Recent Studies make a Case for Requiring Audit Engagement Partner Identification in Audit Report
Three recent research studies have made a case for identification of audit engagement partner in the audit report. The Public Company Accounting Oversight Board (PCAOB) is expected to discuss this issue in the coming months.
These research studies aimed to find out whether the disclosure of the name of the engagement partner is valued by the users of financial statements and whether the performance of the engagement partner improves by mandating the disclosure of their name. The PCAOB might take into consideration the findings of these studies and decide to reexamine a proposal that requires disclosure of the name of the audit engagement partner in the audit report. The proposal may also require disclosure of names of other accounting firms and other person who participate in the audit but who were not employed by the auditor.
The first research study was presented at the annual conference of the Canadian Academic Accounting Association. The study analyzed the audits performed by the Swedish subsidiaries of the Big Four accounting firms over a period of seven years. The study concluded that:
- conservative or aggressive audit reporting was associated with the particular audit engagement partners and above any influence of the firm that employed them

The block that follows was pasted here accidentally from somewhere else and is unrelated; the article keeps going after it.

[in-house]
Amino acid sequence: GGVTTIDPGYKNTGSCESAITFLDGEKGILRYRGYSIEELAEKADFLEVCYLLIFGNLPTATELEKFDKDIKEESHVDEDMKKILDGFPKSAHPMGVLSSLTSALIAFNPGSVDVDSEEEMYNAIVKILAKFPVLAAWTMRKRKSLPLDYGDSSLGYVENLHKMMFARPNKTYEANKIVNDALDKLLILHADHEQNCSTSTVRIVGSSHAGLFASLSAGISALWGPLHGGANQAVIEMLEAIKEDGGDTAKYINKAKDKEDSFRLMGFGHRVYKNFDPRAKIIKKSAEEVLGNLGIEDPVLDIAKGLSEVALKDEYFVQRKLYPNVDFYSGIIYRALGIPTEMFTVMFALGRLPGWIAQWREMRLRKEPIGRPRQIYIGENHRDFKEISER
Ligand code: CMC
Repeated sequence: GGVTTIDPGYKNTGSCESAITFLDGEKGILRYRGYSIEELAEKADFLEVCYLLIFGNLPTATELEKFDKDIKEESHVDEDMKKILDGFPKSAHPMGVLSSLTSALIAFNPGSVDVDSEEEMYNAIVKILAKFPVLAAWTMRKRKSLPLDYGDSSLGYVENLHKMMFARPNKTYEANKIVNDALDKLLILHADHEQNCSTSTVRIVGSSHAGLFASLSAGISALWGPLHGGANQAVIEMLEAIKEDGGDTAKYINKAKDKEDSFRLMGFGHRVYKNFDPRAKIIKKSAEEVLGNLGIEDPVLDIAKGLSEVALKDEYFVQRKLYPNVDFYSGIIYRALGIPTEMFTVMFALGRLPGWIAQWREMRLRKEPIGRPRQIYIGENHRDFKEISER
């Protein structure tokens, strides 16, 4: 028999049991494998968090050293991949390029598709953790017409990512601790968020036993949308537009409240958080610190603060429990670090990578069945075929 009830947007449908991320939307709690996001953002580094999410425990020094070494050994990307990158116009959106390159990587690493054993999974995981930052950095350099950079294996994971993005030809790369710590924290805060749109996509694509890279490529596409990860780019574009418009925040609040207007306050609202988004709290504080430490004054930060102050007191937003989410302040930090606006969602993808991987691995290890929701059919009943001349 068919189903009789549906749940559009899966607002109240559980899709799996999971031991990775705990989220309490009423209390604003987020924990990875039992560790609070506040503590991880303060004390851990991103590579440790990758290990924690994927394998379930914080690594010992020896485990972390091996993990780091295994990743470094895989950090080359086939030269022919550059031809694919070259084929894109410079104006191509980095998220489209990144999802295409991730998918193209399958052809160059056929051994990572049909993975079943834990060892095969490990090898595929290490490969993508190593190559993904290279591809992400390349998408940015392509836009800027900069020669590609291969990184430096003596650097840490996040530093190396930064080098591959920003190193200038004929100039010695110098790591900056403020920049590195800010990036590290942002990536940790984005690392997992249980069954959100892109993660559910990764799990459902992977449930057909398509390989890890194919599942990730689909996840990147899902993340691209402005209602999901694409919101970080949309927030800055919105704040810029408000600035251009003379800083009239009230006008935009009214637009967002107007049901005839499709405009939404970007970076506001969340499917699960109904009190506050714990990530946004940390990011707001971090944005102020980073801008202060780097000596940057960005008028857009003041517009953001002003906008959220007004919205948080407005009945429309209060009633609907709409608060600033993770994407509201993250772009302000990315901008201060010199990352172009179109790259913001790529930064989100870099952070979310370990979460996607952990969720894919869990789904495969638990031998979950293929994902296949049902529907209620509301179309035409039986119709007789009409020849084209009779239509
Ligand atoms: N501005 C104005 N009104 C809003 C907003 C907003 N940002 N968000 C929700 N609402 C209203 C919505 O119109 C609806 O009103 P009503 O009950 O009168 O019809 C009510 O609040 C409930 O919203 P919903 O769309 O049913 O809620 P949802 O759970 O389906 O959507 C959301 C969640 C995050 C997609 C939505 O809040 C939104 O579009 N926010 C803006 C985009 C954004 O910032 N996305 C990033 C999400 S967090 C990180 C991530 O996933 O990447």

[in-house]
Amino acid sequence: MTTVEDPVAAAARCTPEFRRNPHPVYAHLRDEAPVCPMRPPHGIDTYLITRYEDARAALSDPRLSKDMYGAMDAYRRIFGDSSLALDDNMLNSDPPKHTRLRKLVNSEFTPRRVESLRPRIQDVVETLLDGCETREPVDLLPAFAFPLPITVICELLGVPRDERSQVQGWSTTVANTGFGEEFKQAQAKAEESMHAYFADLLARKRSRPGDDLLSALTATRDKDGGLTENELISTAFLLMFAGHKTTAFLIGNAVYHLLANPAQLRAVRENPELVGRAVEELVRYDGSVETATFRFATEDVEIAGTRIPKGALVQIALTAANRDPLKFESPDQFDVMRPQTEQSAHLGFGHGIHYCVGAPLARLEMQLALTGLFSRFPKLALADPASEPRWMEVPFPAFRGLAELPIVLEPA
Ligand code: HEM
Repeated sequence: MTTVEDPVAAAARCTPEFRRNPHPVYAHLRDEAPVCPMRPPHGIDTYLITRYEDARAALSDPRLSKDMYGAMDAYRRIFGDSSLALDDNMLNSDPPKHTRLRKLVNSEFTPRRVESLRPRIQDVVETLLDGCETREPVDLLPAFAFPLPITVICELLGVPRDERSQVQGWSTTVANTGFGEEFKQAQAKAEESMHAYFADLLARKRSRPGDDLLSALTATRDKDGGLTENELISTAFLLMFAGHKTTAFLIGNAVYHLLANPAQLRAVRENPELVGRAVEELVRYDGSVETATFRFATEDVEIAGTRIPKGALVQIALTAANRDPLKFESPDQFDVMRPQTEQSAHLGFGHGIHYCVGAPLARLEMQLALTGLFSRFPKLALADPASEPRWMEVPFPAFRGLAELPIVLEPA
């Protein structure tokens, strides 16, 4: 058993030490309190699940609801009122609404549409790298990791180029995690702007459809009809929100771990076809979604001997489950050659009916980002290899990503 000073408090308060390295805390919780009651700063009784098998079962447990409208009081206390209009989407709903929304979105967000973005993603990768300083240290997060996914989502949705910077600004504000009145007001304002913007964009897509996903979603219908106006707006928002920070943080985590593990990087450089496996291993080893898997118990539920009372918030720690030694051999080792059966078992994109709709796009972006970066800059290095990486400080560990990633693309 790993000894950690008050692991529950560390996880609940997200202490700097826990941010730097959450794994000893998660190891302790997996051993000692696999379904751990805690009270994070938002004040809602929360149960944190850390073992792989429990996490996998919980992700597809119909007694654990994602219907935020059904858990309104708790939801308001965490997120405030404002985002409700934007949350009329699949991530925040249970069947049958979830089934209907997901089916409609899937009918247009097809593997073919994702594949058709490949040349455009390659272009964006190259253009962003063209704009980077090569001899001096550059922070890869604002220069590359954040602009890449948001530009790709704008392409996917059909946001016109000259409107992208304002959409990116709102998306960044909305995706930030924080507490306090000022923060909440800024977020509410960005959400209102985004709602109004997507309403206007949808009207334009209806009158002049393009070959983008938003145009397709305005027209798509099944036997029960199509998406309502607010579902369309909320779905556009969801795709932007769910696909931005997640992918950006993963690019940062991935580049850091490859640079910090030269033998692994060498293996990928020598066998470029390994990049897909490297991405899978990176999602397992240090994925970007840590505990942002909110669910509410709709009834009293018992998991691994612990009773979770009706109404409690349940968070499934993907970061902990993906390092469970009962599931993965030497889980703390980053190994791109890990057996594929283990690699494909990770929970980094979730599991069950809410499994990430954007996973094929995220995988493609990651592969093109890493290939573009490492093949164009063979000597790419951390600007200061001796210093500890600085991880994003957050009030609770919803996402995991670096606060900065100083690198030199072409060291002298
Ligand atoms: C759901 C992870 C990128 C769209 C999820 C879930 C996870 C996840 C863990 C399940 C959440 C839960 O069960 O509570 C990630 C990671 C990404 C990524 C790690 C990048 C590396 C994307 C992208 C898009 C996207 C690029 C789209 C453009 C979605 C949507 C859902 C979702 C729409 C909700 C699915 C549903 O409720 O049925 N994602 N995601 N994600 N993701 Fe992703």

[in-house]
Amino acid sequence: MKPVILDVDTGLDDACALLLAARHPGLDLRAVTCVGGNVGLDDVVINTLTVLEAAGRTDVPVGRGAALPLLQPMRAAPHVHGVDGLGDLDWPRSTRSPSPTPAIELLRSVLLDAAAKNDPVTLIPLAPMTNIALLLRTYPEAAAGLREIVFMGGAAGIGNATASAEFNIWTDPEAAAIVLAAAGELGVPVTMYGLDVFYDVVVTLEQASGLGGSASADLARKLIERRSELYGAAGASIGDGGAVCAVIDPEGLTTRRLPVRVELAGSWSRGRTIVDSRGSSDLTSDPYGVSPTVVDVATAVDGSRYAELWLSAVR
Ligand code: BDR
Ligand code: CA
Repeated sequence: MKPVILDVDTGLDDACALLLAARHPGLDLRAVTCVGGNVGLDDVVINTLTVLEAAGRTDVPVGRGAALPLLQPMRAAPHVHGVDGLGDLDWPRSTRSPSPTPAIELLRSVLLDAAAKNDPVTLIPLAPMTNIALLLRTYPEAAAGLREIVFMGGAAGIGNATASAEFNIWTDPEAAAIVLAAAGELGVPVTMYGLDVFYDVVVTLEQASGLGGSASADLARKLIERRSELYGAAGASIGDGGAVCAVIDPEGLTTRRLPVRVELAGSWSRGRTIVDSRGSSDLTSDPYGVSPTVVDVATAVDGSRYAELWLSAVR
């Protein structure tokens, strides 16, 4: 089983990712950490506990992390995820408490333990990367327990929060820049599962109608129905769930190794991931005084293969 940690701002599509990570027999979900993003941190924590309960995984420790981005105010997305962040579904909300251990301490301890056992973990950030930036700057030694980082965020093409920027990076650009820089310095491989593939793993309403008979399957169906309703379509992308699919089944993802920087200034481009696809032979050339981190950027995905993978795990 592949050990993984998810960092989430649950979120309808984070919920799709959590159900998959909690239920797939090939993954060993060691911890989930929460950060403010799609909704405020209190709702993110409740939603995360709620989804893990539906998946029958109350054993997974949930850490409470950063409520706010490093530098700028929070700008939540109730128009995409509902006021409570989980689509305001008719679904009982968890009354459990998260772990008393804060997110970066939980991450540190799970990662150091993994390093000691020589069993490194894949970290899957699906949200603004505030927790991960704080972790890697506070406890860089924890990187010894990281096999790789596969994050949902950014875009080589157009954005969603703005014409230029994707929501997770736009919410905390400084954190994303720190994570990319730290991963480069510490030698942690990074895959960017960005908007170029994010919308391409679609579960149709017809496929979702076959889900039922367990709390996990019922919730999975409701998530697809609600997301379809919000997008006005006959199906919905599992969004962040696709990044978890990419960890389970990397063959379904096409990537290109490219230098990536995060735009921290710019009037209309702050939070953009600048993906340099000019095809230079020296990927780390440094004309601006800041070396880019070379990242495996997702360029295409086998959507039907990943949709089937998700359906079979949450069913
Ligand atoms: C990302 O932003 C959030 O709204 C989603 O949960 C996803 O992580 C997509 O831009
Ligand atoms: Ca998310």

- individual differences in reporting style persist across clients and over time
- the individual engagement partners had significant effect on the credit ratings of the clients and assessment of investors
W. Robert Knechel, a professor at Fisher School of Accounting, editor of Auditing: A Journal of Practice and Theory, and co-author of this study said that "A firm audited by an engagement partner who is consistently aggressive is more likely than other companies – other factors being equal – to be penalized through higher interest rates, lower credit ratings, and greater perceived likelihood of insolvency. If the company is public, it is also likely to be penalized by a lower Tobin's Q – a measure that reflects investor approval of a firm and optimism about its prospects. In short, we find that the reporting differences of lead auditors have a significant effect on both the lending and equity markets."